This post has been corrected.
Adding another nail to the coffin of Reaganomics, a recent study published by the International Monetary Fund (IMF) has concluded that, contrary to the principles of “trickle-down” economics, an increase in the income share of the wealthiest people actually leads to a decrease in GDP growth.
“The benefits do not trickle down,” the authors of the study write, directly contradicting the theory that US president Ronald Reagan popularized in the 1980s. Reagan argued that decreasing the tax burden for the rich–investors, executives, corporations and the like–would not only increase their own income but stimulate broad economic growth as they create opportunities for others’ increased prosperity. This belief has been at the center of conservative economic thought in the United States and abroad since Reagan’s presidency, during which he cut tax rates for the rich.
But the IMF study’s five authors say we should instead focus on raising the income of the poor and the middle class. “Widening income inequality is the defining challenge of our time,” they write. “In advanced economies, the gap between the rich and poor is at its highest level in decades.”
Raising up the poor appears to have a dramatic effect: A 1% increase in the income share of the bottom quintile results in a 0.38% increase in GDP. Meanwhile, a 1% increase in the income share of the top 20% results in a 0.08% decrease in GDP growth.
The IMF study comes with caveats. The dataset is from a wide range of countries, some with better available data than others. Also, inequality is far more skewed in developing countries than in countries with advanced economies, producing possible outliers. Lastly, the findings about the top quintile’s adverse effect on GDP growth was significant at the 90% confidence interval (a measure the certainty of the statistic), but fell short of the 95% gold standard within social science research.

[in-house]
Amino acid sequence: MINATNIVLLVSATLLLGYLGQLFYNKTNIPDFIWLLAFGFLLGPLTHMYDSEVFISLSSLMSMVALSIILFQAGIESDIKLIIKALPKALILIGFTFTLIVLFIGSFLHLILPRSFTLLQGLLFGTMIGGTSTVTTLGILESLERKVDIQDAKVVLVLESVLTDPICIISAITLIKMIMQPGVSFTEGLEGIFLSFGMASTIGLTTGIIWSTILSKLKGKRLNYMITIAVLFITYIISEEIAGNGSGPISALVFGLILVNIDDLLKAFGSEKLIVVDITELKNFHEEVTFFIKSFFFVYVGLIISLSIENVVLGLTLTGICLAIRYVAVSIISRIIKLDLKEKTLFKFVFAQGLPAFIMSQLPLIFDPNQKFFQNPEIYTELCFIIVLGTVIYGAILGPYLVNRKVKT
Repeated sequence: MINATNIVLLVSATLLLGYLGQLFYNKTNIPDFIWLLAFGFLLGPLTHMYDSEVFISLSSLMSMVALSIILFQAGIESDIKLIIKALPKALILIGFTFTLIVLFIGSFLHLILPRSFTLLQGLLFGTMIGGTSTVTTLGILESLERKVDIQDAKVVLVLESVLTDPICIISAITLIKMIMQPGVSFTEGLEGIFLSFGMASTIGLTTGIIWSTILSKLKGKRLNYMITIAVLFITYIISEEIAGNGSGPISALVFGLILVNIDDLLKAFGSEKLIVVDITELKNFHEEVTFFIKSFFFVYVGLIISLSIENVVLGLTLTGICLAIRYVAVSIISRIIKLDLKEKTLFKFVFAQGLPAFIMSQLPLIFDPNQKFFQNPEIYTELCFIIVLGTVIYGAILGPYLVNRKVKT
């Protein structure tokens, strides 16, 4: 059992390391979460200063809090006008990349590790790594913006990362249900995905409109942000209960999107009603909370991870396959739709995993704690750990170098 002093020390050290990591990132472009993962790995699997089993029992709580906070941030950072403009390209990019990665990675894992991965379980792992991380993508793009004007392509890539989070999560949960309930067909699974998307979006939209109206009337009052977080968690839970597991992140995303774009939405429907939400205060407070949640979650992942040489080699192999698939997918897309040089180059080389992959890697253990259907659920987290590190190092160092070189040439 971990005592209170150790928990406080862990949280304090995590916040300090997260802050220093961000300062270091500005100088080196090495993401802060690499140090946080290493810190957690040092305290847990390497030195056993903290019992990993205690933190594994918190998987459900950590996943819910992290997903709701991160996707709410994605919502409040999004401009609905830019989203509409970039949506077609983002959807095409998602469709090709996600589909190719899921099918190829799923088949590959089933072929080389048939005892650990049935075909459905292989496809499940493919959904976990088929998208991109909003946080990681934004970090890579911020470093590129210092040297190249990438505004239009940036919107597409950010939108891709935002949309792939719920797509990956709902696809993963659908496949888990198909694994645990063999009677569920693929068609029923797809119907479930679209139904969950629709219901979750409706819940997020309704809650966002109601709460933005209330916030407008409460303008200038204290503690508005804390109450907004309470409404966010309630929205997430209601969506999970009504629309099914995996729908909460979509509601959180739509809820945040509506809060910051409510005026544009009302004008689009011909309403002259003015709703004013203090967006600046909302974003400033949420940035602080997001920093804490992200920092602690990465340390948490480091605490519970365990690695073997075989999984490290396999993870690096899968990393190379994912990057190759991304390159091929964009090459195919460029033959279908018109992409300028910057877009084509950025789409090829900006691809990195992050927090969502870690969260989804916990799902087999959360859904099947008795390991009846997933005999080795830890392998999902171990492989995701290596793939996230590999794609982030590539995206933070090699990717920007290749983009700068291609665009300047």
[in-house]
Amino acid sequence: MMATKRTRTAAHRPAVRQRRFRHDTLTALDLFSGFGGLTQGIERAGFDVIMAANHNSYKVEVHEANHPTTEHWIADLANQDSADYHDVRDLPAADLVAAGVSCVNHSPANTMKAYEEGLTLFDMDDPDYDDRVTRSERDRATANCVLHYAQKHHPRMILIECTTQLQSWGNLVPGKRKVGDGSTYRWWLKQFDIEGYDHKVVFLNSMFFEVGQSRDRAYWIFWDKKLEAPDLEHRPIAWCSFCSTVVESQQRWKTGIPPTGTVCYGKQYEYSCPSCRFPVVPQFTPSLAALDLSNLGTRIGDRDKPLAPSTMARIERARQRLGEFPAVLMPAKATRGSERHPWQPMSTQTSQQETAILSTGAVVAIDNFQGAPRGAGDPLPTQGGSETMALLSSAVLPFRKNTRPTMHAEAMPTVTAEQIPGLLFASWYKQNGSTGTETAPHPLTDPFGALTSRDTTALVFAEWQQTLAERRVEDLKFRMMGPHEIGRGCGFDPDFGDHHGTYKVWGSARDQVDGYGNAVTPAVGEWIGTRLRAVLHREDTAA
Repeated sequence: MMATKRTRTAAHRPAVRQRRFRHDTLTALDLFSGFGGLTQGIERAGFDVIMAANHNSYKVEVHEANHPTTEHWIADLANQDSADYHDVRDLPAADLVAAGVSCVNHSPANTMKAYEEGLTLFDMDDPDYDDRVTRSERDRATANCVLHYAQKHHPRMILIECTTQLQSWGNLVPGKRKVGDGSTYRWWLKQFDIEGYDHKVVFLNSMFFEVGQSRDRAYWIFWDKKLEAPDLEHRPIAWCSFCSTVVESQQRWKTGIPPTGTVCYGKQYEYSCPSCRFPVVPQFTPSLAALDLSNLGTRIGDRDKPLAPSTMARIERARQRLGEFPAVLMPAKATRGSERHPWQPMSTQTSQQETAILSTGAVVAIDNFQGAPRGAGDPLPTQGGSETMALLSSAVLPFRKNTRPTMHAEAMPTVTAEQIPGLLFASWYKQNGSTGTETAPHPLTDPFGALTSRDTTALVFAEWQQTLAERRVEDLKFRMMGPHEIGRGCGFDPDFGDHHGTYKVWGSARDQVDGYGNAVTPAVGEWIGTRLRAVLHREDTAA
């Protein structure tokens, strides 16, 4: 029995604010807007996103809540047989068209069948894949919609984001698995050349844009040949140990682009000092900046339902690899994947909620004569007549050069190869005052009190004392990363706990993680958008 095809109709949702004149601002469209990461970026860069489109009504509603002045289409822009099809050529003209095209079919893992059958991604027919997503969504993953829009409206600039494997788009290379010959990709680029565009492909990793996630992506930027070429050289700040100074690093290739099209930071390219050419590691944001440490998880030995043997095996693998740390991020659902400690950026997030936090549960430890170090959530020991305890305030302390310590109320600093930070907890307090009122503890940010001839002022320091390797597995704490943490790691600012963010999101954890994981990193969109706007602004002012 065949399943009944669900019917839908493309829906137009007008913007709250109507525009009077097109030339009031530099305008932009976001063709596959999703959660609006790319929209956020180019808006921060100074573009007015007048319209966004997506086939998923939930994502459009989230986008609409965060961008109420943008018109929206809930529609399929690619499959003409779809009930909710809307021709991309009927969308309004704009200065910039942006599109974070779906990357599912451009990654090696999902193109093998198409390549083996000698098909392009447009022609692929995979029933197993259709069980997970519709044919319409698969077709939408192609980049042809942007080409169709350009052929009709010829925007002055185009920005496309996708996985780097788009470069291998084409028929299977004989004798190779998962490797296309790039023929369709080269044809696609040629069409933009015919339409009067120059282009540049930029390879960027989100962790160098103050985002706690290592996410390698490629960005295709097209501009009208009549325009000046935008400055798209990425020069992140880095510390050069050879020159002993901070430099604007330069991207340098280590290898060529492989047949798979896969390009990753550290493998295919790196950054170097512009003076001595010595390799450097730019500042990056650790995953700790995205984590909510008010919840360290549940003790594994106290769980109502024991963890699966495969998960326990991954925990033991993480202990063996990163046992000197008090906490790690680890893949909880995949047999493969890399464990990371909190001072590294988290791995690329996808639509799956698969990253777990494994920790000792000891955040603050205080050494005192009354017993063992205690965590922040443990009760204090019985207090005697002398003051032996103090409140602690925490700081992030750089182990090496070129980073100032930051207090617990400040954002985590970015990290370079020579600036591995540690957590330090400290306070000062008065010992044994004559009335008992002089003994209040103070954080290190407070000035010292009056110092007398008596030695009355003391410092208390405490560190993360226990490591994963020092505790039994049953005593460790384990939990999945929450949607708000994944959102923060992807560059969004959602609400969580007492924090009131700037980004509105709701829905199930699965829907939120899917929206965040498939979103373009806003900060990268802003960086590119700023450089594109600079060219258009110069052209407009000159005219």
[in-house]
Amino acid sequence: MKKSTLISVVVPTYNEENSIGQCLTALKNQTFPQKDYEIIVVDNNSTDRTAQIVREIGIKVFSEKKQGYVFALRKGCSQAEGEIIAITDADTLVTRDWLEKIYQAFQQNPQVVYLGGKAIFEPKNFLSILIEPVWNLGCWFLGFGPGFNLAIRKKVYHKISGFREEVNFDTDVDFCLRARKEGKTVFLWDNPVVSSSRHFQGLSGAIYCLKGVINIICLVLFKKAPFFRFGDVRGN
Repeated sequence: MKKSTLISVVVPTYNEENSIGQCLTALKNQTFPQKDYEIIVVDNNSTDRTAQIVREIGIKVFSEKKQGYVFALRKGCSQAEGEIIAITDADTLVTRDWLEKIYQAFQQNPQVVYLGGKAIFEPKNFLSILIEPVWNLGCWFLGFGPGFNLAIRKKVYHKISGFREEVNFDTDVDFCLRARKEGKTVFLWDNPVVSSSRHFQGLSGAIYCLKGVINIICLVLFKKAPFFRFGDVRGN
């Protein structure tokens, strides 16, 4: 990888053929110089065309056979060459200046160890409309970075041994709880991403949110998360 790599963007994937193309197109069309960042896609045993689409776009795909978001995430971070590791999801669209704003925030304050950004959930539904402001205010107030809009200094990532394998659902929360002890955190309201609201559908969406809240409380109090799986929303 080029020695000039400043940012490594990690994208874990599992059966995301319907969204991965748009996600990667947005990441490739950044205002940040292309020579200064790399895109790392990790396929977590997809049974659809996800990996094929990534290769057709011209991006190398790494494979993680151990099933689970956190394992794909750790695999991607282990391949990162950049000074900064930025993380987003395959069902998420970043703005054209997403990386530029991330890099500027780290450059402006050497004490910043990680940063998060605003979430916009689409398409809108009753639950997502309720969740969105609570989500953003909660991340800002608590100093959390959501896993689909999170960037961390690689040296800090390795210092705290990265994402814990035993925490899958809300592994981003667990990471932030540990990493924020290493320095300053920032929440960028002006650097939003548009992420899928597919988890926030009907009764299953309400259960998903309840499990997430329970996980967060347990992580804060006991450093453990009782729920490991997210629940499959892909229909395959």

Income inequality, both globally and in the United States, has recently found its way into the spotlight after the publication of the French economist Thomas Piketty‘s best-selling book Capital in the Twenty-First Century. And in a speech in 2013, President Obama called income inequality “the defining challenge of our time.” Meanwhile, Pope Francis denounced trickle-down economics in a scathing statement, saying the theory “expresses a crude and naive trust in the goodness of those wielding economic power.”
A recent book published by the Organization for Economic Cooperation and Development (OECD) supports the IMF study’s assertion that inequality suppresses economic growth. Both studies relied heavily on the Gini Coefficient, a measurement of income distribution in which a score of 0 represents a society in which all wealth is shared completely equally and a score of 1 a society in which all the wealth belongs to a single person (currently, the United States has a high Gini Coefficient of .4, falling only behind Chile, Mexico, and Turkey in this measurement of inequality for OECD countries.) The OECD study found that an increase in inequality on the Gini scale of two points corresponded to a 4.7% drop in GDP.
Stefano Scarpetto, the director of the Directorate for Employment, Labour and Social Affairs at the OECD, said that the main conclusion of the OECD book, In It Together: Why Less Inequality Benefits All, is that economic growth is most damaged by the effects of inequality on the bottom 40% of incomes.
“[Increased inequality] tends to reduce the potential of the lowest income classes to invest in quality education,” Scarpetta said, adding that the negative effect of increased inequality on growth that the IMF researchers found holds true for the advanced economies of the OECD.
Correction: A previous version of this post misspelled Thomas Picketty’s last name.